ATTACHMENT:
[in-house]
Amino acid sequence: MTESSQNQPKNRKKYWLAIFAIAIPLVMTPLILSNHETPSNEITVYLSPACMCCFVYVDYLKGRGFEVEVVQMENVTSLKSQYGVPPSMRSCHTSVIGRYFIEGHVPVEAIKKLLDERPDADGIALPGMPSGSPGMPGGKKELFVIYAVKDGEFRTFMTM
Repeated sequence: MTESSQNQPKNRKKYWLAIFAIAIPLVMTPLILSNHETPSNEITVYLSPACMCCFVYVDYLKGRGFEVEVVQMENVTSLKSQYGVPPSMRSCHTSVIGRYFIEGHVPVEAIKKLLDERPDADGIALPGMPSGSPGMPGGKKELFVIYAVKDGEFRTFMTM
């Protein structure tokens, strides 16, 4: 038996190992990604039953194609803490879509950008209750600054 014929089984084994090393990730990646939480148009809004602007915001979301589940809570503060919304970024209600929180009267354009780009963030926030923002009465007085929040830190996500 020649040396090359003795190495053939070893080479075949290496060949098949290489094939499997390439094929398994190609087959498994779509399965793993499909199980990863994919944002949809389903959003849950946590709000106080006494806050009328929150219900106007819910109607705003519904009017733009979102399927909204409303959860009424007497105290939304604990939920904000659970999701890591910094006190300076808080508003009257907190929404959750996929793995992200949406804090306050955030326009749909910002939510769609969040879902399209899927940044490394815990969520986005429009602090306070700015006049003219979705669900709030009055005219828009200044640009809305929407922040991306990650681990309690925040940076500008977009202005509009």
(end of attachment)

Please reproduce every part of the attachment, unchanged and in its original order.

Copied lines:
[in-house]
Amino acid sequence: MTESSQNQPKNRKKYWLAIFAIAIPLVMTPLILSNHETPSNEITVYLSPACMCCFVYVDYLKGRGFEVEVVQMENVTSLKSQYGVPPSMRSCHTSVIGRYFIEGHVPVEAIKKLLDERPDADGIALPGMPSGSPGMPGGKKELFVIYAVKDGEFRTFMTM
Repeated sequence: MTESSQNQPKNRKKYWLAIFAIAIPLVMTPLILSNHETPSNEITVYLSPACMCCFVYVDYLKGRGFEVEVVQMENVTSLKSQYGVPPSMRSCHTSVIGRYFIEGHVPVEAIKKLLDERPDADGIALPGMPSGSPGMPGGKKELFVIYAVKDGEFRTFMTM
């Protein structure tokens, strides 16, 4: 038996190992990604039953194609803490879509950008209750600054 014929089984084994090393990730990646939480148009809004602007915001979301589940809570503060919304970024209600929180009267354009780009963030926030923002009465007085929040830190996500 020649040396090359003795190495053939070893080479075949290496060949098949290489094939499997390439094929398994190609087959498994779509399965793993499909199980990863994919944002949809389903959003849950946590709000106080006494806050009328929150219900106007819910109607705003519904009017733009979102399927909204409303959860009424007497105290939304604990939920904000659970999701890591910094006190300076808080508003009257907190929404959750996929793995992200949406804090306050955030326009749909910002939510769609969040879902399209899927940044490394815990969520986005429009602090306070700015006049003219979705669900709030009055005219828009200044640009809305929407922040991306990650681990309690925040940076500008977009202005509009």